When reading informational texts [newspapers, menus, newsletters, science, history, and social study texts] does your child pay attention to the following elements?
*bold prints *colored prints *italics *labels *sidebars *captions *headings *subheadings
Children need to understand that authors use words that are important to understanding the message being conveyed, and they bold, italicize, or color those word. For example, Boa constrictors are reptiles. The word reptile is bold because the author wants to draw attention to the fact that these snakes are reptiles. If the book has a glossary, more than likely the definition for reptiles is included in the glossary.
In addition to paying attention to features such as bold, italicized, and colored letters, children need to learn how to skim and scan texts. When asked to skim or scan a text, this means that attention is not paid to details; rather, the reader scans a few lines under each heading or subheading to get a general idea or gist. The reader also scans bullets, captions, labels, and sidebars. Bulleted information represents significant points, while sidebars provide additional information which adds to the book’s content. Captions and labels provide a synopsis of what the pictures and drawings represent, so viewing captions during skimming and scanning is quite beneficial. Headings and subheadings also help the reader quickly understand where to locate specific information in the text.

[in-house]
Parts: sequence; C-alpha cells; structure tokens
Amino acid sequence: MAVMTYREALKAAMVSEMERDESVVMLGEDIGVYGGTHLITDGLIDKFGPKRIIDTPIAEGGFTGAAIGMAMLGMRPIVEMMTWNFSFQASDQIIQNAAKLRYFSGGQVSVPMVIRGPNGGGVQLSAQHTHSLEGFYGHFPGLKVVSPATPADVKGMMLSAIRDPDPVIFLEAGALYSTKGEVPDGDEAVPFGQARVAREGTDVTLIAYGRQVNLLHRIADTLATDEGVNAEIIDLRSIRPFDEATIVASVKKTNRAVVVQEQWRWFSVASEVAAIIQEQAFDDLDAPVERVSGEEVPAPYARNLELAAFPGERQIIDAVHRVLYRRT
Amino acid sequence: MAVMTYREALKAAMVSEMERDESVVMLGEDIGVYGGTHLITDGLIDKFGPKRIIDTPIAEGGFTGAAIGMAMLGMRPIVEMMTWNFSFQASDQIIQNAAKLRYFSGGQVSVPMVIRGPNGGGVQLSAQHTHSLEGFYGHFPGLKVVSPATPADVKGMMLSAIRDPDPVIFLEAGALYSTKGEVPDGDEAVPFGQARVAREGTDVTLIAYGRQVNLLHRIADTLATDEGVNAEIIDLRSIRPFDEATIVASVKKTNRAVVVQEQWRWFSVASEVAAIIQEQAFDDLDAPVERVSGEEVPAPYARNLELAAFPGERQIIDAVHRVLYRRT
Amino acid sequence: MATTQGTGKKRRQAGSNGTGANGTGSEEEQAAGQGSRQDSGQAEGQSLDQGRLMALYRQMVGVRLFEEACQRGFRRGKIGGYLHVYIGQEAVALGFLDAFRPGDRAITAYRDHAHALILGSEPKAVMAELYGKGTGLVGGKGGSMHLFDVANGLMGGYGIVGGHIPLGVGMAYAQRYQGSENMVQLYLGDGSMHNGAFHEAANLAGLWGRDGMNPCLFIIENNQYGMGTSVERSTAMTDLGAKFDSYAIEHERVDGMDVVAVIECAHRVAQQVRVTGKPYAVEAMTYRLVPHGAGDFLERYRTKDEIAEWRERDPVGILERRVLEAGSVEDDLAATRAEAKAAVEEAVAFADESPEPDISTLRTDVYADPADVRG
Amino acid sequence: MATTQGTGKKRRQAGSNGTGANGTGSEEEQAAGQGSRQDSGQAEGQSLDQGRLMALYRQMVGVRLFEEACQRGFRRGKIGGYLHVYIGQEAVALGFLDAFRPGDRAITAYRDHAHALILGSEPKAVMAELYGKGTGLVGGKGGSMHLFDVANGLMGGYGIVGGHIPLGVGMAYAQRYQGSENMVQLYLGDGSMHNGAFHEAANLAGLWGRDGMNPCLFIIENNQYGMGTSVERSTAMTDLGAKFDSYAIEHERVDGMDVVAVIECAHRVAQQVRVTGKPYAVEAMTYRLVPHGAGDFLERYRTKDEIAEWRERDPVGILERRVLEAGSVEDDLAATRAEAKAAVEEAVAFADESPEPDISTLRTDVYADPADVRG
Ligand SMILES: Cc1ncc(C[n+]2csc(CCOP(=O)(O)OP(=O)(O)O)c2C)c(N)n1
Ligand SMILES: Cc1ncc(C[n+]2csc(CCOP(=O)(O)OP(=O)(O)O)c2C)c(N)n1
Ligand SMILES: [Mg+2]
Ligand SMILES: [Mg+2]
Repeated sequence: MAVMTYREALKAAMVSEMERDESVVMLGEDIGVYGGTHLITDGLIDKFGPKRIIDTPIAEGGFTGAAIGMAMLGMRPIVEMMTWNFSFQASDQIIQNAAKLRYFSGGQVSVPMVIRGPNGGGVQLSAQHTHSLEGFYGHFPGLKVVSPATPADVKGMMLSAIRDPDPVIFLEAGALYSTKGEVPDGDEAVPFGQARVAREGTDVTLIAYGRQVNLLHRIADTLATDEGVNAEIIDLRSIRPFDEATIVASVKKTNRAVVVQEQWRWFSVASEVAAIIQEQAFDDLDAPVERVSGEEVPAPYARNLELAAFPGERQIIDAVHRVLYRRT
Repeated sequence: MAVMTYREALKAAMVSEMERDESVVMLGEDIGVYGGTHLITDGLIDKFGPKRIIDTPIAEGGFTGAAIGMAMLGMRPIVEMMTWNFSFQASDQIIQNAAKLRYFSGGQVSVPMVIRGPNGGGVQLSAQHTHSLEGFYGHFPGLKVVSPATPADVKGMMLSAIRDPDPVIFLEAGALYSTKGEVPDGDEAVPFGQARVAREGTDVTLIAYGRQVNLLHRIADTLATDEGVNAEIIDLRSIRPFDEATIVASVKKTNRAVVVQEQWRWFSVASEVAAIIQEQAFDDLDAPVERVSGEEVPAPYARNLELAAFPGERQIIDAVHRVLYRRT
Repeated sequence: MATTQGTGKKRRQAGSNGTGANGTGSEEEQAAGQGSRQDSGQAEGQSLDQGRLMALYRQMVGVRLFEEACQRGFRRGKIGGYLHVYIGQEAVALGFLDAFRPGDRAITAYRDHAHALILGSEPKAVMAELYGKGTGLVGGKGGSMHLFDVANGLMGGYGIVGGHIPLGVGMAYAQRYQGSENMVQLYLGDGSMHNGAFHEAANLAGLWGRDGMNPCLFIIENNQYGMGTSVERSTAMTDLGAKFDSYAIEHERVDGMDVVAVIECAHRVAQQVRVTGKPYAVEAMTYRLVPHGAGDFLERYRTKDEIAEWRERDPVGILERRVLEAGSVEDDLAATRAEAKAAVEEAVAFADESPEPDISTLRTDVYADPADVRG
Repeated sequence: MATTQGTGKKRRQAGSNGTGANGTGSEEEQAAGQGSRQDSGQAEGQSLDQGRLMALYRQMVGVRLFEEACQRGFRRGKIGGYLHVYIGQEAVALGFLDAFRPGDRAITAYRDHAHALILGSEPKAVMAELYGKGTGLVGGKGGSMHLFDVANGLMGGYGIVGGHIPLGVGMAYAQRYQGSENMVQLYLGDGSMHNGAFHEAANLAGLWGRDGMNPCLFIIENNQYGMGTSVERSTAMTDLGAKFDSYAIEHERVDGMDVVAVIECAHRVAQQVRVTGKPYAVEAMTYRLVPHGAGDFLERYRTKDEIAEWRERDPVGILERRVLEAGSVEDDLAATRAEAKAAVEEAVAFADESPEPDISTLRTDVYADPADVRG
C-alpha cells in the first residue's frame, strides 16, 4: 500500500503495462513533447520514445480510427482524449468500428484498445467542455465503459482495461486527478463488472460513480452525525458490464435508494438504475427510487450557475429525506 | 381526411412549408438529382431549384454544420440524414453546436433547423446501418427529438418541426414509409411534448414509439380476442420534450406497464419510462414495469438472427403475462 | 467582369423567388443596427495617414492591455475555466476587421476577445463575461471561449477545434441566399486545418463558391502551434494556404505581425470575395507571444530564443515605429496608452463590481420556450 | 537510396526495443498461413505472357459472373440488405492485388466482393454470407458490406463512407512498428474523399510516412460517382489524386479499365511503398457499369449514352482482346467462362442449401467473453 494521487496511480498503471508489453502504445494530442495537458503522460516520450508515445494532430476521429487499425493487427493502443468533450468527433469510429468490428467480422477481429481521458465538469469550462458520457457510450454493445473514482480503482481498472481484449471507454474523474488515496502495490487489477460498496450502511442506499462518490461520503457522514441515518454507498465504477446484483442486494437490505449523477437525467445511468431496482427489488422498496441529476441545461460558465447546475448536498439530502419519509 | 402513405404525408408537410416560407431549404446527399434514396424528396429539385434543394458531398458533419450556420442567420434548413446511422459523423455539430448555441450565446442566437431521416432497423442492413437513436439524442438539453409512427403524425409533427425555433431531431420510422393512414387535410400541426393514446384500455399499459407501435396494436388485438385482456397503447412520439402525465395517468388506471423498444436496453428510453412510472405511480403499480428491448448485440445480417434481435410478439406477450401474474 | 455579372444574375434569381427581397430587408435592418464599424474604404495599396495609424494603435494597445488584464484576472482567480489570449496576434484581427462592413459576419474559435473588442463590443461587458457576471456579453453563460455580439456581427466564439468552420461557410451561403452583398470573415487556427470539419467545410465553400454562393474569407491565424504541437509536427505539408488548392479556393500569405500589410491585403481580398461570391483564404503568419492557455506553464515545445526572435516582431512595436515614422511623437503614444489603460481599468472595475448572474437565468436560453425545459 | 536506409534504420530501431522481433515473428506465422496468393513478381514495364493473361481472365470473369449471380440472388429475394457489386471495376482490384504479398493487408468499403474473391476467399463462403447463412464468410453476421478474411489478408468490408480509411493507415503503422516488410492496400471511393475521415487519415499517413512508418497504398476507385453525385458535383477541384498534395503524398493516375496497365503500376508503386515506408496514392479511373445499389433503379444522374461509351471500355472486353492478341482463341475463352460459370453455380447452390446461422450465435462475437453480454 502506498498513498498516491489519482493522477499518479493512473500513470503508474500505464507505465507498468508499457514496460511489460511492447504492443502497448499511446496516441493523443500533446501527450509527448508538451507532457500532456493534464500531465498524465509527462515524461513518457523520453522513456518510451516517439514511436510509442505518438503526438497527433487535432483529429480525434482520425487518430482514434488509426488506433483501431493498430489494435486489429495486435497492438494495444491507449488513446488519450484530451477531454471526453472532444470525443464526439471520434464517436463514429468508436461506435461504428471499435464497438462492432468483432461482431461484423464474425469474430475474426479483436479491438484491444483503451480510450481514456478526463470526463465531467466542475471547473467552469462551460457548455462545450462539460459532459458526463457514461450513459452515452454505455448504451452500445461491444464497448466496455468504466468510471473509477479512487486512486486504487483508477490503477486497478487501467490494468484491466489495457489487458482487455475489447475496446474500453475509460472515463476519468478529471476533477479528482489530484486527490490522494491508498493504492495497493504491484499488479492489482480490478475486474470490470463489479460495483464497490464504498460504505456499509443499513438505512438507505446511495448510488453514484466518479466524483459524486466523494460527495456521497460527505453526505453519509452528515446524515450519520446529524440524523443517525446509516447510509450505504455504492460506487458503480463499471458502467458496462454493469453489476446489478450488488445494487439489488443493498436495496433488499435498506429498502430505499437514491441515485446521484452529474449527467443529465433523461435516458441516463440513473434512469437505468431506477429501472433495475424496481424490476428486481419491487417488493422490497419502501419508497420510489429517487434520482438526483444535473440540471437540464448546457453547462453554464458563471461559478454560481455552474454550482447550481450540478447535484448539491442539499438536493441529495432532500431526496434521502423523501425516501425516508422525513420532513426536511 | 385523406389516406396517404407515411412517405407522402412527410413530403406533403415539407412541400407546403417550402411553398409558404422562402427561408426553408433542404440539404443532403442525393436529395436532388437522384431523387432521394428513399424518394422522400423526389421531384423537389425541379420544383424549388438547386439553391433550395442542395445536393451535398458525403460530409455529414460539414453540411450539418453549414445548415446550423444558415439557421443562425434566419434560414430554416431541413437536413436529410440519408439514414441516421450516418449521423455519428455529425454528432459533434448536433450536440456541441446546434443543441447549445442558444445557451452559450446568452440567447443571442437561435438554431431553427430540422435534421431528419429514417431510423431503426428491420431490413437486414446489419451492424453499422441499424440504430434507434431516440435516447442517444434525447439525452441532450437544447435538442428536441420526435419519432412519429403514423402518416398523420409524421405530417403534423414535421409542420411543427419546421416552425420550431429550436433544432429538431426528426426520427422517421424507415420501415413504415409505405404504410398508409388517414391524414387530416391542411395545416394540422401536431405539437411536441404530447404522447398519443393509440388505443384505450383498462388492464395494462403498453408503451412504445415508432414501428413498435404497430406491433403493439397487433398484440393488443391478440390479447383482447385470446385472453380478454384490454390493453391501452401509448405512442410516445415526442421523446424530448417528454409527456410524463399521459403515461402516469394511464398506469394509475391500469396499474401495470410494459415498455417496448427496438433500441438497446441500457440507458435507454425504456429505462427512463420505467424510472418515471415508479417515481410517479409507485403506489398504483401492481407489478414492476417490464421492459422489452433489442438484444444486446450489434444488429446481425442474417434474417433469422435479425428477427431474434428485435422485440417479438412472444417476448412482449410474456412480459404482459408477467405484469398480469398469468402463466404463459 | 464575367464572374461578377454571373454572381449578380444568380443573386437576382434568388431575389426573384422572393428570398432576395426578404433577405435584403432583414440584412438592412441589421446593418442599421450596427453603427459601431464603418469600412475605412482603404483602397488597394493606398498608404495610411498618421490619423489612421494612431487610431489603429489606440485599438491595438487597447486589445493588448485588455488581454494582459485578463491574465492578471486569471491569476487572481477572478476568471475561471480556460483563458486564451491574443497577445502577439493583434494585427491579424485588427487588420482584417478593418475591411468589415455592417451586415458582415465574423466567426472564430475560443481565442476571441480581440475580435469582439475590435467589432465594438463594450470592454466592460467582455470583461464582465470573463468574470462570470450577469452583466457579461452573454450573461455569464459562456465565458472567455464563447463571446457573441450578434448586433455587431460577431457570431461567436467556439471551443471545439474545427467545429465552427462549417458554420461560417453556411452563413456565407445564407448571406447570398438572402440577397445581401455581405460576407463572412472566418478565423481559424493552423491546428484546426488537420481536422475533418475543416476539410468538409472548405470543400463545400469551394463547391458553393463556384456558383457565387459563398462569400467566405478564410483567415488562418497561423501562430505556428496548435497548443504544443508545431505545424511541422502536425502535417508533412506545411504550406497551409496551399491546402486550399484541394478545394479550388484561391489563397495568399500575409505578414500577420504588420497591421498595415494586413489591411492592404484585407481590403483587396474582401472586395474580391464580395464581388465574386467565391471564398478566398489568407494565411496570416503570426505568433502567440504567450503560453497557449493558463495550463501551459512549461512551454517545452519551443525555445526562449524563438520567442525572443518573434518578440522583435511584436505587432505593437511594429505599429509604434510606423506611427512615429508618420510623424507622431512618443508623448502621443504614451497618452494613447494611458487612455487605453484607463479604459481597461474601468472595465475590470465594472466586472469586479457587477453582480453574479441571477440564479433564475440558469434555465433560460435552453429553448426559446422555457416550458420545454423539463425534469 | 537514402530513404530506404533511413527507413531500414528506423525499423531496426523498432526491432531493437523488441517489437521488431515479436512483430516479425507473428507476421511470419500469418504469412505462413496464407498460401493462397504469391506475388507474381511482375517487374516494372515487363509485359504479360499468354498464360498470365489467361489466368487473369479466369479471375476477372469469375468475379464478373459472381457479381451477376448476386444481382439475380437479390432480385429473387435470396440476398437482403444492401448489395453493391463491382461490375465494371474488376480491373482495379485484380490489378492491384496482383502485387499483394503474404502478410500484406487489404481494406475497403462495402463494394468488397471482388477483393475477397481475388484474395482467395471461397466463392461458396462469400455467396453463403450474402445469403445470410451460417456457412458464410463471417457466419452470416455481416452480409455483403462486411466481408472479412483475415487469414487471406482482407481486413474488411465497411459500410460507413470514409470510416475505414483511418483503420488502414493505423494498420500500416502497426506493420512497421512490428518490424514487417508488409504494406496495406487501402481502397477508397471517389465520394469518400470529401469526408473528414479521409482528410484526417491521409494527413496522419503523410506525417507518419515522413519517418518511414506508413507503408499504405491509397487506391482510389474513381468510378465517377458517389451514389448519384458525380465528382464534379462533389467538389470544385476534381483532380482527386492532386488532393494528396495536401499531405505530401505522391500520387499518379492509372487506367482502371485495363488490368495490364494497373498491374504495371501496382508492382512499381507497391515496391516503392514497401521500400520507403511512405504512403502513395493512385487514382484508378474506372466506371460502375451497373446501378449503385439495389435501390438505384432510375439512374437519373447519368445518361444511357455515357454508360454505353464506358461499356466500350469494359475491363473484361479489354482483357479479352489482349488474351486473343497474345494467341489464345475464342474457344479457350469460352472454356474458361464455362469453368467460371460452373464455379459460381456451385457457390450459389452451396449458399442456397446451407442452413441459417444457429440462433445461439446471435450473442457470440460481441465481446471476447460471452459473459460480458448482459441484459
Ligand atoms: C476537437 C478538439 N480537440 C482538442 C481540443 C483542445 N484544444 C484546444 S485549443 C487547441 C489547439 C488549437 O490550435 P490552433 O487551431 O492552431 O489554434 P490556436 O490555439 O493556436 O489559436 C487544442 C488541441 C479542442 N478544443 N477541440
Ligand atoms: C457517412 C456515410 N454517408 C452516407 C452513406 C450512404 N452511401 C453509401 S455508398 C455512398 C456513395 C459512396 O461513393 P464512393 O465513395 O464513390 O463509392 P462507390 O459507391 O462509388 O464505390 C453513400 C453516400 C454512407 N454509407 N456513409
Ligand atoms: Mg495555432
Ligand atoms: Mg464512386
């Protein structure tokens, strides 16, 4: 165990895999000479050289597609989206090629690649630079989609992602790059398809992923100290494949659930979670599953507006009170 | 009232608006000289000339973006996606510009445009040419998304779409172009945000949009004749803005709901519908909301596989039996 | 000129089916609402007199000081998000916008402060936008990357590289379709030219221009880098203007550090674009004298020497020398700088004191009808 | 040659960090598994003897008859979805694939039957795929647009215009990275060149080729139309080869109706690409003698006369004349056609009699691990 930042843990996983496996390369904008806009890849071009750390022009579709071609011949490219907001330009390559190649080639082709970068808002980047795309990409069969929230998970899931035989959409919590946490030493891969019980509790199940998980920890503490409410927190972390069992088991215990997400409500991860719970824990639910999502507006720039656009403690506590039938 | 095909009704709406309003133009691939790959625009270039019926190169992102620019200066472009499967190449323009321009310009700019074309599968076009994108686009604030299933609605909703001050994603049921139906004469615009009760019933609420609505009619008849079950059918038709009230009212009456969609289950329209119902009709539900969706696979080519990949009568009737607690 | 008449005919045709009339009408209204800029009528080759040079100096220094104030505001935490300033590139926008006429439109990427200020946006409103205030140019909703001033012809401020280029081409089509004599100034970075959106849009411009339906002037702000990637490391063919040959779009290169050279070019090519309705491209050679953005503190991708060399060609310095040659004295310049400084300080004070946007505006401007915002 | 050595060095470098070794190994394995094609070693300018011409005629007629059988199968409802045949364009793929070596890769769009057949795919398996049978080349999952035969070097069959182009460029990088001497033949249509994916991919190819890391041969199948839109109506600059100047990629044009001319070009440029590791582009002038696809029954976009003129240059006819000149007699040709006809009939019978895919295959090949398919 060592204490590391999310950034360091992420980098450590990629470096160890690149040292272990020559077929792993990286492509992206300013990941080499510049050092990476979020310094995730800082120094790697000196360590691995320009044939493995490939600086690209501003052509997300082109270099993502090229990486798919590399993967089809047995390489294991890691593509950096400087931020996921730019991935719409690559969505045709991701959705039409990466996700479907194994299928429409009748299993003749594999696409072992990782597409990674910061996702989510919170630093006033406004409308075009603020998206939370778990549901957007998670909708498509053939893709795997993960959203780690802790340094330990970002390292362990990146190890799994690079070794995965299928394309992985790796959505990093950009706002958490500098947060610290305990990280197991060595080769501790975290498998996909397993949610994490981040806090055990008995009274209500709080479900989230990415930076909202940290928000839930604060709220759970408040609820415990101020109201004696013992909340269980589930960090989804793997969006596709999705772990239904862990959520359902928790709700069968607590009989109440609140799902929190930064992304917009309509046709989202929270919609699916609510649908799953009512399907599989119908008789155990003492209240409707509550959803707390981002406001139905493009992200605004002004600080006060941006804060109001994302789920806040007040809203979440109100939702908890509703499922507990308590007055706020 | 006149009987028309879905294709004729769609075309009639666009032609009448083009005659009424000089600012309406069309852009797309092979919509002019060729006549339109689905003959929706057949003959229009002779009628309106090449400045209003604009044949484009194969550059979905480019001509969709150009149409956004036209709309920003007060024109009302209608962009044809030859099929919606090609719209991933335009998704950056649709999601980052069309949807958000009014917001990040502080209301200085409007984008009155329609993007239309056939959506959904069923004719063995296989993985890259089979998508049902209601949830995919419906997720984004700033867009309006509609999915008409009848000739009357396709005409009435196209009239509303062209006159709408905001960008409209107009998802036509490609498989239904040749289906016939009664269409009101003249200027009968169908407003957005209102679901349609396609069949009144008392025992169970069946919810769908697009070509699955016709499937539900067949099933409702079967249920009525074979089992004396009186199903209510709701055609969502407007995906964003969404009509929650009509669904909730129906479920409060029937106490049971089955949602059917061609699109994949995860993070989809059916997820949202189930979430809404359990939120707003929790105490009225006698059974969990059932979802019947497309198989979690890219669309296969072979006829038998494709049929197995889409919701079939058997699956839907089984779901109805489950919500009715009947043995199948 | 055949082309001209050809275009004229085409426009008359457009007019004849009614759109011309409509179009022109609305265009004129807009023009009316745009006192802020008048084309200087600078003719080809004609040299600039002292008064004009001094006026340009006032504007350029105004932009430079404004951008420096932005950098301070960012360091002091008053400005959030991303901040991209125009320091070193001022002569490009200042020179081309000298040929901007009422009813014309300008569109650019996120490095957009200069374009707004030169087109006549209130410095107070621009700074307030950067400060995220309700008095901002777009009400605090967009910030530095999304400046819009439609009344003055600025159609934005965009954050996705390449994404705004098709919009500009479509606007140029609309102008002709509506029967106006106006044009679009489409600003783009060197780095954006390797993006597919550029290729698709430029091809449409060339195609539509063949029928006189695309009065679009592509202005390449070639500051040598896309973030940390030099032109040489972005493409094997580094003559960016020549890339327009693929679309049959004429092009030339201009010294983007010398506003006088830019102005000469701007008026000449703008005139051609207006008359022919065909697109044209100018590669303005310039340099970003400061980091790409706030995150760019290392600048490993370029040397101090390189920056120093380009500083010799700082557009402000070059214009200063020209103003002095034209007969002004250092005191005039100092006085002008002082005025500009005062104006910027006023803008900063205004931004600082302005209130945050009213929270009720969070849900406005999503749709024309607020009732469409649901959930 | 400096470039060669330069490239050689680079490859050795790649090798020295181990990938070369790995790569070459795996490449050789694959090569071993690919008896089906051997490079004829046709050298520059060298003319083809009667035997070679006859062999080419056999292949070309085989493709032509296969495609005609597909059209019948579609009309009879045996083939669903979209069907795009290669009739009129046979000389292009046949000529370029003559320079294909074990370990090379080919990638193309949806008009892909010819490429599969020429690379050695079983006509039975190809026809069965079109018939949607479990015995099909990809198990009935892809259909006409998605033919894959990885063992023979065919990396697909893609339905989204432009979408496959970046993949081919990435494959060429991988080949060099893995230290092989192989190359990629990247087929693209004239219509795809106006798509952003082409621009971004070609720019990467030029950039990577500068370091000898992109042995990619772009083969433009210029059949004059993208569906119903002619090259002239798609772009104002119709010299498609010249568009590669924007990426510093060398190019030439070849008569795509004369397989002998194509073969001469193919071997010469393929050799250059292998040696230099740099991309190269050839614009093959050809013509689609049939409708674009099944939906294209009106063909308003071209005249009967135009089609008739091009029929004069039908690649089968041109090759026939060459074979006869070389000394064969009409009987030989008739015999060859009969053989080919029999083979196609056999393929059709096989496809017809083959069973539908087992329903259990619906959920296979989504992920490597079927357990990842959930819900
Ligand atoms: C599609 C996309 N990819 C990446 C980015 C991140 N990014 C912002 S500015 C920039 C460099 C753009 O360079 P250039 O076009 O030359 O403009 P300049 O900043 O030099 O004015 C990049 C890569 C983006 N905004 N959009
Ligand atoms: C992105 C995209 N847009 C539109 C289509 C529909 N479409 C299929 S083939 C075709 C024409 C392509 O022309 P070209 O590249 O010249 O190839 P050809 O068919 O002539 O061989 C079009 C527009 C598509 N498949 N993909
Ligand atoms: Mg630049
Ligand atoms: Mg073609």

It has been observed that children often ignore the fact that diagrams, charts, graphs, timelines, and maps are replete with additional and supplemental information. Parents should help children explore all the information these graphic aids provide, and explain how important they are to understanding what’s being read. The ability to read charts and graphs will certainly impact both reading comprehension and math skills. Being able to read a map will help children pay attention to details and make connections. So many children do well answering test questions related to literary elements, but do not do well assessing informational texts. Comprehension of informational texts will improve by drawing attention to the abundance of information that is embedded or conveyed in print features, organizational aids, and graphic aids. You are your child’s best tutor!
Parents as Tutors